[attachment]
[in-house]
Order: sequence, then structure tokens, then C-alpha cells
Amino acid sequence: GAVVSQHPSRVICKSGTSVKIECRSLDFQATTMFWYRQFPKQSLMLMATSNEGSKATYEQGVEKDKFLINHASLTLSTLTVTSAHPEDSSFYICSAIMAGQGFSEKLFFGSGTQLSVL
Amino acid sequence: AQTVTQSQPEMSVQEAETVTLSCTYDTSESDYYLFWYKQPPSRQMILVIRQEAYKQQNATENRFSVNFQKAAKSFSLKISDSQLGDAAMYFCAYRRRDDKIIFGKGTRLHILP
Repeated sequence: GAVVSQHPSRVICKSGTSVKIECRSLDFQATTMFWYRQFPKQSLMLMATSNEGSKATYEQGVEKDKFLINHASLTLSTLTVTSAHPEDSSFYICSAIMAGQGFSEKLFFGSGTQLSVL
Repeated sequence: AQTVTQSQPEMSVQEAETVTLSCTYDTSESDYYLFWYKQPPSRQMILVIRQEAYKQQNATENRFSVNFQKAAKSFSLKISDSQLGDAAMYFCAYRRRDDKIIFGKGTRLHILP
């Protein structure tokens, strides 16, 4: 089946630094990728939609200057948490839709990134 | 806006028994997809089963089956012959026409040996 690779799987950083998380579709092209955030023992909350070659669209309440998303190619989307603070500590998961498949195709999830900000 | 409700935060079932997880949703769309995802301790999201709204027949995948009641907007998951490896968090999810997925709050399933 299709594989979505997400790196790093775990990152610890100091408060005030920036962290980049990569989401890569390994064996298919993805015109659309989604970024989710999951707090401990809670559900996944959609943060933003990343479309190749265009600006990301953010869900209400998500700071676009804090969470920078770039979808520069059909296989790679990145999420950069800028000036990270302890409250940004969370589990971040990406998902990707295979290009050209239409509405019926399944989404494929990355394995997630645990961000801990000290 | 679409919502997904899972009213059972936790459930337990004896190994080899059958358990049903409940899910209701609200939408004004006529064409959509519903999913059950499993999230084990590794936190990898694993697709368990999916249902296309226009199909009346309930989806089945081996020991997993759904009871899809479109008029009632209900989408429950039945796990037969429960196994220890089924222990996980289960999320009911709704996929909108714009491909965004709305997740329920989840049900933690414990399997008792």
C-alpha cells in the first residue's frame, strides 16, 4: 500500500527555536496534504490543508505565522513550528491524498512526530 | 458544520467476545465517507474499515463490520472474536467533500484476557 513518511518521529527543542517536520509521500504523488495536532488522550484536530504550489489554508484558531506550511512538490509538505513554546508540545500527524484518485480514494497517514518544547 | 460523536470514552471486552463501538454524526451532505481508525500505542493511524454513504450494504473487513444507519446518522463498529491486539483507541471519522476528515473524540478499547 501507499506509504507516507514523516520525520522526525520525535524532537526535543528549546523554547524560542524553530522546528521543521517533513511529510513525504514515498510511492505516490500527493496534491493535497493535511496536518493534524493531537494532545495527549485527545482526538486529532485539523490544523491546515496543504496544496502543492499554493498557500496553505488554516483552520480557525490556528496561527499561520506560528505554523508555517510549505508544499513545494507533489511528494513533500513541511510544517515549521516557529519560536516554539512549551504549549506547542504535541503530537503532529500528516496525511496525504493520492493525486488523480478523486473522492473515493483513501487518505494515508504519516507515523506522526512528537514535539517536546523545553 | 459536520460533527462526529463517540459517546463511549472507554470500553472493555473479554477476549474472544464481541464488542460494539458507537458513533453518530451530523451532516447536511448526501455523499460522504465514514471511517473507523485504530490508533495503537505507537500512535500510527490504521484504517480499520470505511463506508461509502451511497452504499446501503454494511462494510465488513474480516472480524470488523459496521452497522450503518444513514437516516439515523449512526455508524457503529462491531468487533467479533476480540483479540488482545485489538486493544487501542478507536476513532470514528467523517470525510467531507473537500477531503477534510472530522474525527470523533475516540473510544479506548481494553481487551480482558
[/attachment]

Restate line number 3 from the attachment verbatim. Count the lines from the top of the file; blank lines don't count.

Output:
Amino acid sequence: GAVVSQHPSRVICKSGTSVKIECRSLDFQATTMFWYRQFPKQSLMLMATSNEGSKATYEQGVEKDKFLINHASLTLSTLTVTSAHPEDSSFYICSAIMAGQGFSEKLFFGSGTQLSVL